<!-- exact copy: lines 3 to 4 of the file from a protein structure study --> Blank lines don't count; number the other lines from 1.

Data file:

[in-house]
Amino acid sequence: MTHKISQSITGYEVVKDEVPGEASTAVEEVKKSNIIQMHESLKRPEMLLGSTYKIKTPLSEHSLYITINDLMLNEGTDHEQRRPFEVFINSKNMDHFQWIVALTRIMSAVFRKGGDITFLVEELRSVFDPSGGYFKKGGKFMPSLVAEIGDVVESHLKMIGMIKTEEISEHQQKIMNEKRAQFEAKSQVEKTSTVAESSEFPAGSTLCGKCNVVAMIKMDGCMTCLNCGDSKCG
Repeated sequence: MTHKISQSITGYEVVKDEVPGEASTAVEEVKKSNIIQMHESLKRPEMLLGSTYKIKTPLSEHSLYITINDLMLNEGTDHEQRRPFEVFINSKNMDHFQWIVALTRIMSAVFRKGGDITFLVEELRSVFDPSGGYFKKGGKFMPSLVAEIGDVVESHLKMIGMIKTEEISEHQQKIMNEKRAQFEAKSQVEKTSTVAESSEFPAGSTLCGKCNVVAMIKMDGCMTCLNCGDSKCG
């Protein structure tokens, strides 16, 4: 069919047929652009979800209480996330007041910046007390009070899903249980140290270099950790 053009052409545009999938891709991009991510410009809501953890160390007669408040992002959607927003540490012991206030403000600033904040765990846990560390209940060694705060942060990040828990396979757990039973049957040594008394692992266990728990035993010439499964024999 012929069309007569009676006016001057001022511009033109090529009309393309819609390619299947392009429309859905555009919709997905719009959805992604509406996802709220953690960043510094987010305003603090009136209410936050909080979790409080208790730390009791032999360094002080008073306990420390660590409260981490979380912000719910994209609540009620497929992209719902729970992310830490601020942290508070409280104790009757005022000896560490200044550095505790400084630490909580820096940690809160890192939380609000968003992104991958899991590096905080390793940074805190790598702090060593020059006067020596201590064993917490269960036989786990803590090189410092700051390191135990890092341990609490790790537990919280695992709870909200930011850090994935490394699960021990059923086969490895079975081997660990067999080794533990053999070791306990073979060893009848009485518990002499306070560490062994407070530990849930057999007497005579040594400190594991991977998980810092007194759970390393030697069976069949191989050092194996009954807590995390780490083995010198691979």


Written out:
Repeated sequence: MTHKISQSITGYEVVKDEVPGEASTAVEEVKKSNIIQMHESLKRPEMLLGSTYKIKTPLSEHSLYITINDLMLNEGTDHEQRRPFEVFINSKNMDHFQWIVALTRIMSAVFRKGGDITFLVEELRSVFDPSGGYFKKGGKFMPSLVAEIGDVVESHLKMIGMIKTEEISEHQQKIMNEKRAQFEAKSQVEKTSTVAESSEFPAGSTLCGKCNVVAMIKMDGCMTCLNCGDSKCG
């Protein structure tokens, strides 16, 4: 069919047929652009979800209480996330007041910046007390009070899903249980140290270099950790 053009052409545009999938891709991009991510410009809501953890160390007669408040992002959607927003540490012991206030403000600033904040765990846990560390209940060694705060942060990040828990396979757990039973049957040594008394692992266990728990035993010439499964024999 012929069309007569009676006016001057001022511009033109090529009309393309819609390619299947392009429309859905555009919709997905719009959805992604509406996802709220953690960043510094987010305003603090009136209410936050909080979790409080208790730390009791032999360094002080008073306990420390660590409260981490979380912000719910994209609540009620497929992209719902729970992310830490601020942290508070409280104790009757005022000896560490200044550095505790400084630490909580820096940690809160890192939380609000968003992104991958899991590096905080390793940074805190790598702090060593020059006067020596201590064993917490269960036989786990803590090189410092700051390191135990890092341990609490790790537990919280695992709870909200930011850090994935490394699960021990059923086969490895079975081997660990067999080794533990053999070791306990073979060893009848009485518990002499306070560490062994407070530990849930057999007497005579040594400190594991991977998980810092007194759970390393030697069976069949191989050092194996009954807590995390780490083995010198691979």